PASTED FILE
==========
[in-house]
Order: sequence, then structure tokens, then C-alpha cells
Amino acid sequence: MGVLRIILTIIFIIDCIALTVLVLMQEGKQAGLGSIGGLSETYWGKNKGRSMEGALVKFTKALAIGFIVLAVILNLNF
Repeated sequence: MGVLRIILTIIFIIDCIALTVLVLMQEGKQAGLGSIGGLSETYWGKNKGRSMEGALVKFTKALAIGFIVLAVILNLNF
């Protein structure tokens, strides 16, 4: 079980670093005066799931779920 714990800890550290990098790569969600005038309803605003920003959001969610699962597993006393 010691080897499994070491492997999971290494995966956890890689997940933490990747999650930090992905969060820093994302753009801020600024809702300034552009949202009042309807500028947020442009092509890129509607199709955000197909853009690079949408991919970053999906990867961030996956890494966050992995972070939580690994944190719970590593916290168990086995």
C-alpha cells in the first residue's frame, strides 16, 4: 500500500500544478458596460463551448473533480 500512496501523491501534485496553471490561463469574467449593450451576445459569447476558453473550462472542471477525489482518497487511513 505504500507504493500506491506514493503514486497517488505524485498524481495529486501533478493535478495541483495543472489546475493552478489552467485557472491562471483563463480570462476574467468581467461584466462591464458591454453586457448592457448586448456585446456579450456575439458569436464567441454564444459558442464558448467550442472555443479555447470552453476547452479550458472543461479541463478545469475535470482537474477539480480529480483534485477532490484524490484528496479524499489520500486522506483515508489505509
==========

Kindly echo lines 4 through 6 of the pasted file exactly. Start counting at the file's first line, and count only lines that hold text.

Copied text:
Repeated sequence: MGVLRIILTIIFIIDCIALTVLVLMQEGKQAGLGSIGGLSETYWGKNKGRSMEGALVKFTKALAIGFIVLAVILNLNF
């Protein structure tokens, strides 16, 4: 079980670093005066799931779920 714990800890550290990098790569969600005038309803605003920003959001969610699962597993006393 010691080897499994070491492997999971290494995966956890890689997940933490990747999650930090992905969060820093994302753009801020600024809702300034552009949202009042309807500028947020442009092509890129509607199709955000197909853009690079949408991919970053999906990867961030996956890494966050992995972070939580690994944190719970590593916290168990086995």
C-alpha cells in the first residue's frame, strides 16, 4: 500500500500544478458596460463551448473533480 500512496501523491501534485496553471490561463469574467449593450451576445459569447476558453473550462472542471477525489482518497487511513 505504500507504493500506491506514493503514486497517488505524485498524481495529486501533478493535478495541483495543472489546475493552478489552467485557472491562471483563463480570462476574467468581467461584466462591464458591454453586457448592457448586448456585446456579450456575439458569436464567441454564444459558442464558448467550442472555443479555447470552453476547452479550458472543461479541463478545469475535470482537474477539480480529480483534485477532490484524490484528496479524499489520500486522506483515508489505509